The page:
.text:10003273                 call    go              
And here comes the problem... we are looking for the second parameter, but there's only one push! Don't panic.
Let's give a look at the code: first it allocates memory on the stack, using the sub esp, 14h instruction, and then it calls the "do_newcopy_addref" function that copies something from the value at the address in ebp+68h to esp-14h (once again, ebp+68h is passed via register!).
So, we have to re-figure out what the stack looks like:
... [prolog][48h bytes][ebp][ret_addr][param_1][14h bytes object] ...
Basically, param_2 is a 14h bytes object.
This is unusual, as normally the code would have passed a pointer to the object instead of the object itself. This also makes the code more difficult to analyze because, in this way, IDA cannot recognize the parameter anymore.
We are almost done: let's focus on ebp+68h and try to track it back!
.text:1000323E                 push    dword ptr [ebp+78h]
.text:10003241                 lea     eax, [ebp+68h]  
.text:10003244                 push    eax
.text:10003245                 call    sub_1000346A   
The reasoning is always the same: we see a function with two parameters, one of which is ebp+68h; so, we can suppose that the other one, that is ebp+78h, points to the bytes of the key and the function instantiates an object by making a copy from the key itself.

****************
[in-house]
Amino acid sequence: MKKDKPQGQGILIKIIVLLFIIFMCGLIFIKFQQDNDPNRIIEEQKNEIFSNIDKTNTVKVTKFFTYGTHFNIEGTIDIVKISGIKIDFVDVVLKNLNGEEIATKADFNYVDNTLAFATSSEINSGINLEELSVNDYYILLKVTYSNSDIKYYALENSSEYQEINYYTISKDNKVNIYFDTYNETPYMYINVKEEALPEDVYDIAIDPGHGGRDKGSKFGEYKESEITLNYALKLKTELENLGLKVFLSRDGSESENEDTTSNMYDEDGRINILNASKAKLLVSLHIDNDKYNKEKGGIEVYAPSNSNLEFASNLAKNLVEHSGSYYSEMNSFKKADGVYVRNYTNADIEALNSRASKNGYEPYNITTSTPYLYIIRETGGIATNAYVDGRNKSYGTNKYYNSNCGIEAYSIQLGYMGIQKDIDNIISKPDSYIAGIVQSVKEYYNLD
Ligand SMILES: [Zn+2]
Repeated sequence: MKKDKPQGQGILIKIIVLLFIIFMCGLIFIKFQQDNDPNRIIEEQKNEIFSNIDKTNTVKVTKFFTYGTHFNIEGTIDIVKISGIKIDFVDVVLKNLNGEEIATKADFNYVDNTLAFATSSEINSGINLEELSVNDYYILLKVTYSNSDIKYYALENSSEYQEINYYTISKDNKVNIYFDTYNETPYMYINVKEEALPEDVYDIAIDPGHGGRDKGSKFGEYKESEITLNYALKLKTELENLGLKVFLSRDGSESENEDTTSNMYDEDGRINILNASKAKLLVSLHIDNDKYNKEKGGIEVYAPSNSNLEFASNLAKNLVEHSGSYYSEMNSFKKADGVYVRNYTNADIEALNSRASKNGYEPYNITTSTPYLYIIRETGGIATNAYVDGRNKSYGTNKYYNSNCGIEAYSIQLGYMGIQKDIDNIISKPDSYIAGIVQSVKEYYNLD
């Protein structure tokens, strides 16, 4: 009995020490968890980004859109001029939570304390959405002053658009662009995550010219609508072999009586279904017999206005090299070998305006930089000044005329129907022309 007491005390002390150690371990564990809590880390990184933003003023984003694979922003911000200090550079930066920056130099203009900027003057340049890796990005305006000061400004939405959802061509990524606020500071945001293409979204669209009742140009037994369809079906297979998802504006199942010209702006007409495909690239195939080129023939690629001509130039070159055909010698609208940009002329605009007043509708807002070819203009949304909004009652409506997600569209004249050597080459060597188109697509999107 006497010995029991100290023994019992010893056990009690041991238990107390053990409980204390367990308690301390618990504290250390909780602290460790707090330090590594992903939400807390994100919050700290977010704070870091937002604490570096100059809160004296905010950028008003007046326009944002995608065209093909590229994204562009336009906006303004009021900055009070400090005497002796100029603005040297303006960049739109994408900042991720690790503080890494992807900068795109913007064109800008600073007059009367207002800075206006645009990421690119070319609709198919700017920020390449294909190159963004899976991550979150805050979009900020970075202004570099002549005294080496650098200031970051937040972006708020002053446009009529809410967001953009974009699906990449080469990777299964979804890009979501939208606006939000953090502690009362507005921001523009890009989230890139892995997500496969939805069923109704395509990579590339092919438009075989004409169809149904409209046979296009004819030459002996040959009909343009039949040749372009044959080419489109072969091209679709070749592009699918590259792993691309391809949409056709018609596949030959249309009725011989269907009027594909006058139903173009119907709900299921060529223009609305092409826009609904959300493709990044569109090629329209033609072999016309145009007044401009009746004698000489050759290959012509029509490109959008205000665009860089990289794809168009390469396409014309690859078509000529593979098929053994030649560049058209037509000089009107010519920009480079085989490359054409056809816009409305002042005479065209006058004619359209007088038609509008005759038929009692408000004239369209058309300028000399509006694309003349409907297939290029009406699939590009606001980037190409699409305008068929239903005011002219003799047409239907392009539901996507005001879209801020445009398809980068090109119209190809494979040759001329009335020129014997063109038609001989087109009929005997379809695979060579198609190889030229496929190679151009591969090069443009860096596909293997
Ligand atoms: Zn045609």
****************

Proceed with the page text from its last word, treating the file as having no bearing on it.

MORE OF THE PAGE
Now, we have to follow ebp+78h. It reminds us of the weird parameter ebp+58h we saw before... So, again, we go at the beginning of the function and notice:
.text:100031FA                 push    ebp
.text:100031FB                 sub     esp, 6Ch
.text:100031FE                 mov     eax, offset loc_1006ACBC
.text:10003203                 call    __EH_prolog

This time the stack will look like this:
... [prolog][6Ch bytes][ebp][ret_addr][param_1][param_2] ...
prolog + 6Ch + ebp + retaddr = 4h + 6Ch + 4h + 4h = 78h
So, ebp+78h points to param_1.
Again, we go via Cross Reference to follow param_1 and see:
.text:100126FB                 push    [ebp+arg_0]
.text:100126FE                 call    sub_100031FA
arg0 is our target! Another first parameter to follow, another Cross Reference to see:
.text:100033BA                 push    [ebp+arg_0]
.text:100033BD                 call    sub_100126D5
But now we are in a very special function:
.text:100033A4 UpdateTBSList   proc near

It is an export function, but even knowing that, it doesn't make us retrieve the key as it is not called from within the executable module itself...!
Here is a visual representation of the whole analysis we have done:

I hope this discussion has given you an idea of how much such a kind of structured code can make things complicated... although we went very deeply in the code to track the key back, even at the end of our analysis, we didn't find its value!
Are we close to it? Mmm... close enough at least :P
I'm not going to describe every single detail, but let's just think of the next logical step.
You may think about looking for the call to "UpdateTBSList" in the other components of Flame, but you won't find anything because the strings are encrypted! So, first you have to decrypt the strings and then you can look in every component of the malware to find where the export is called :)
But, even knowing that... once you have finally retrieved the key... what is it useful for? Was this time-consuming effort worth it?
Well, it definitely is but, to understand why, you should conduct further investigation... :) This "never ending task" makes us think of the direction malware analysis is taking in these years: lot of effort, lot of patience, lot of dedication is required to perform even a small analysis like that!